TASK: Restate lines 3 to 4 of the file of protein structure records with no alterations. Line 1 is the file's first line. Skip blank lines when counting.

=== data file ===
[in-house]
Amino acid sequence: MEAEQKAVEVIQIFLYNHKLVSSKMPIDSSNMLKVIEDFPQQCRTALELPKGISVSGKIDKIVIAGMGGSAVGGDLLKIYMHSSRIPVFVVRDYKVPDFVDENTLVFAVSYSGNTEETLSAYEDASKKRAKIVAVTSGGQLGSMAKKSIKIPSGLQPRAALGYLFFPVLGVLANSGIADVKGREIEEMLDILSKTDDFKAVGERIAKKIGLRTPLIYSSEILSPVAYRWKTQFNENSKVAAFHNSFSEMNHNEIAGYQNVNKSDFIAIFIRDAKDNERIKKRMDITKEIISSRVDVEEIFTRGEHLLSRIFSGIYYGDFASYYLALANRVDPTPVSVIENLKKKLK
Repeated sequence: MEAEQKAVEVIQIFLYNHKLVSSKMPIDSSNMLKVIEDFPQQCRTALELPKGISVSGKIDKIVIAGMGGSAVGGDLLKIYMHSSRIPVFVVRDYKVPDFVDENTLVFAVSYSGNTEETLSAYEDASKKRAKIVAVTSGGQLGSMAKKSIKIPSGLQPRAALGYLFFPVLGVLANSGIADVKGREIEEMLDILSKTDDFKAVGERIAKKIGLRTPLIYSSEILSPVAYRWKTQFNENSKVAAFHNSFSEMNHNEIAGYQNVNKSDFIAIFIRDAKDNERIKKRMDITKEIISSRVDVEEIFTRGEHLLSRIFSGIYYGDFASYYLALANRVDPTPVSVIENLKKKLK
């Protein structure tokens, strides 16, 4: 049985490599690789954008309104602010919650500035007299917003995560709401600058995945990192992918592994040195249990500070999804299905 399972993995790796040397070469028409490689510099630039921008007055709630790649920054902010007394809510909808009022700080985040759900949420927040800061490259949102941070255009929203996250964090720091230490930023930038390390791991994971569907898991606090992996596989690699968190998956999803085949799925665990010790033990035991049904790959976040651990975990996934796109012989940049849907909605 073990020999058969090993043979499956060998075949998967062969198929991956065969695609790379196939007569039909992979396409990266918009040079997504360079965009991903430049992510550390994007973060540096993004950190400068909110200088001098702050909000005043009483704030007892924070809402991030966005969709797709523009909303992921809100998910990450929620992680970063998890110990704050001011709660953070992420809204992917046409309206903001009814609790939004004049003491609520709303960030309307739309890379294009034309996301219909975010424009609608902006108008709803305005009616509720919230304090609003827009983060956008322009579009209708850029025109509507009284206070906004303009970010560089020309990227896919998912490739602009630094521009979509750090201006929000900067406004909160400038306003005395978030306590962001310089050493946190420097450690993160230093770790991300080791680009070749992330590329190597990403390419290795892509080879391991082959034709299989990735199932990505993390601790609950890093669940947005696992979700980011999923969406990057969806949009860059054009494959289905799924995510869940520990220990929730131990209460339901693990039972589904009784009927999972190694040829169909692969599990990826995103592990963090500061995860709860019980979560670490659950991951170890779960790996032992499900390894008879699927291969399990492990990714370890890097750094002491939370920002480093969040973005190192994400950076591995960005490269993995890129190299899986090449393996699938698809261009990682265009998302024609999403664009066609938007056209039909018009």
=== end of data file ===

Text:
Repeated sequence: MEAEQKAVEVIQIFLYNHKLVSSKMPIDSSNMLKVIEDFPQQCRTALELPKGISVSGKIDKIVIAGMGGSAVGGDLLKIYMHSSRIPVFVVRDYKVPDFVDENTLVFAVSYSGNTEETLSAYEDASKKRAKIVAVTSGGQLGSMAKKSIKIPSGLQPRAALGYLFFPVLGVLANSGIADVKGREIEEMLDILSKTDDFKAVGERIAKKIGLRTPLIYSSEILSPVAYRWKTQFNENSKVAAFHNSFSEMNHNEIAGYQNVNKSDFIAIFIRDAKDNERIKKRMDITKEIISSRVDVEEIFTRGEHLLSRIFSGIYYGDFASYYLALANRVDPTPVSVIENLKKKLK
């Protein structure tokens, strides 16, 4: 049985490599690789954008309104602010919650500035007299917003995560709401600058995945990192992918592994040195249990500070999804299905 399972993995790796040397070469028409490689510099630039921008007055709630790649920054902010007394809510909808009022700080985040759900949420927040800061490259949102941070255009929203996250964090720091230490930023930038390390791991994971569907898991606090992996596989690699968190998956999803085949799925665990010790033990035991049904790959976040651990975990996934796109012989940049849907909605 073990020999058969090993043979499956060998075949998967062969198929991956065969695609790379196939007569039909992979396409990266918009040079997504360079965009991903430049992510550390994007973060540096993004950190400068909110200088001098702050909000005043009483704030007892924070809402991030966005969709797709523009909303992921809100998910990450929620992680970063998890110990704050001011709660953070992420809204992917046409309206903001009814609790939004004049003491609520709303960030309307739309890379294009034309996301219909975010424009609608902006108008709803305005009616509720919230304090609003827009983060956008322009579009209708850029025109509507009284206070906004303009970010560089020309990227896919998912490739602009630094521009979509750090201006929000900067406004909160400038306003005395978030306590962001310089050493946190420097450690993160230093770790991300080791680009070749992330590329190597990403390419290795892509080879391991082959034709299989990735199932990505993390601790609950890093669940947005696992979700980011999923969406990057969806949009860059054009494959289905799924995510869940520990220990929730131990209460339901693990039972589904009784009927999972190694040829169909692969599990990826995103592990963090500061995860709860019980979560670490659950991951170890779960790996032992499900390894008879699927291969399990492990990714370890890097750094002491939370920002480093969040973005190192994400950076591995960005490269993995890129190299899986090449393996699938698809261009990682265009998302024609999403664009066609938007056209039909018009």